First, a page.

Colombia’s FARC rebels said that if Colombians disapprove of a pending peace agreement, the guerrillas will not return to war, but return to the negotiations table.
The Colombians will be asked for public ratification of the peace deal once the warring parties have found agreement on pending gaps in a peace deal.
Supporters and opponents of the talks have been campaigning for the vote that is expected to be held within months.
President Juan Manuel Santos recently warned that if the Colombian people reject the deal, this would mean the FARC could return to urban warfare. However, the rebels deny this.
“We are certain that it will receive the massive support of the Colombian people …, but if ‘No’ wins this does not mean it will fret the process, because peace as the right synthesis can not bring us to take the decision to return to such a painful war,” FARC negotiator Carlos Antonio Lozada told press in Havana, Cuba, where the peace talks have been taking place since 2012.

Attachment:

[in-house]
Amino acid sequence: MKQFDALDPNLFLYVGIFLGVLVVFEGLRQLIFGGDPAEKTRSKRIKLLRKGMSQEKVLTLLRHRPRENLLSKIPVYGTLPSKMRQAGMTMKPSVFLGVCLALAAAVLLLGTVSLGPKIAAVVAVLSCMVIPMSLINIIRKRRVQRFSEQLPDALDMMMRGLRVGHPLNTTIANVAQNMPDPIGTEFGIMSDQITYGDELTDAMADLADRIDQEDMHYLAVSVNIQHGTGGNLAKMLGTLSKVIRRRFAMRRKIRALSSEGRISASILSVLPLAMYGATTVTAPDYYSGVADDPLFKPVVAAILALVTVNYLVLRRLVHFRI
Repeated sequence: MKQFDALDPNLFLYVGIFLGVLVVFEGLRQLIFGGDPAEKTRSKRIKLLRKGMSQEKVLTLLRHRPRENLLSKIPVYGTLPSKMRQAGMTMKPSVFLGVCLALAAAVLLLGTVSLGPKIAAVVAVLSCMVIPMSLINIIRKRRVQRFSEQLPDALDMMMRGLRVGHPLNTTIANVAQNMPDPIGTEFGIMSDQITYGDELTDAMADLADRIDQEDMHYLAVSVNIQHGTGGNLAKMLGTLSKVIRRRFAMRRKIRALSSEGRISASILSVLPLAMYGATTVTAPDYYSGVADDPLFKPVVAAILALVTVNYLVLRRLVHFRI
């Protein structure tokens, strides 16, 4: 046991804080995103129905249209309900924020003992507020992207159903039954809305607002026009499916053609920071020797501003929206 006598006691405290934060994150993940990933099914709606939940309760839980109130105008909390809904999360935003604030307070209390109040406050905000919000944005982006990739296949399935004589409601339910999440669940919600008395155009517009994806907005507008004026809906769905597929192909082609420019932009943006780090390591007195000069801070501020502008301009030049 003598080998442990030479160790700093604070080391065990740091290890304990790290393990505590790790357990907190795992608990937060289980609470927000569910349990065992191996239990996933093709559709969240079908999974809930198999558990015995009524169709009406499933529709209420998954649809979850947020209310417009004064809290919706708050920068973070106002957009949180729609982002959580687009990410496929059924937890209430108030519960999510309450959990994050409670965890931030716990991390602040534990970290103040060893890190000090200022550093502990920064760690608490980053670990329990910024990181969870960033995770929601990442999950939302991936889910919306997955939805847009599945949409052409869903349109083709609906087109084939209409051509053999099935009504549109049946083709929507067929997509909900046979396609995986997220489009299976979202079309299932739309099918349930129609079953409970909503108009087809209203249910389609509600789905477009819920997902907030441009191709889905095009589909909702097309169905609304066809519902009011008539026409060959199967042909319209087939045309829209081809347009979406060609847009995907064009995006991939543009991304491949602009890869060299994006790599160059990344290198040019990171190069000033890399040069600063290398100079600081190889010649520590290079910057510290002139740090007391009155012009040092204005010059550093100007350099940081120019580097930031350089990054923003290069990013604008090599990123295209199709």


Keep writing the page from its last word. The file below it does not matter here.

Both the FARC and the government said last week they will wait for the Constitutional Court to decide on the form of the popular vote; the government has called for a plebiscite while the FARC and the conservative opposition in the country have called for a constituent assembly.
In the meantime, the parties that have been at war since 1964 will uphold their “bilateral and definitive” ceasefire that has effectively already put an end to more than 50 years of bloody political violence between the FARC and the state.
Colombia’s armed conflict, the longest-running in the Americas, has involved an array of illegal armed groups.
Peace talks with the much smaller far-left ELN rebel group are stuck in spite on an agreement on formal talks. The Urabeños, the largest successor group of the far-right paramilitary organization AUC, have also called for talks, but these calls have been rejected.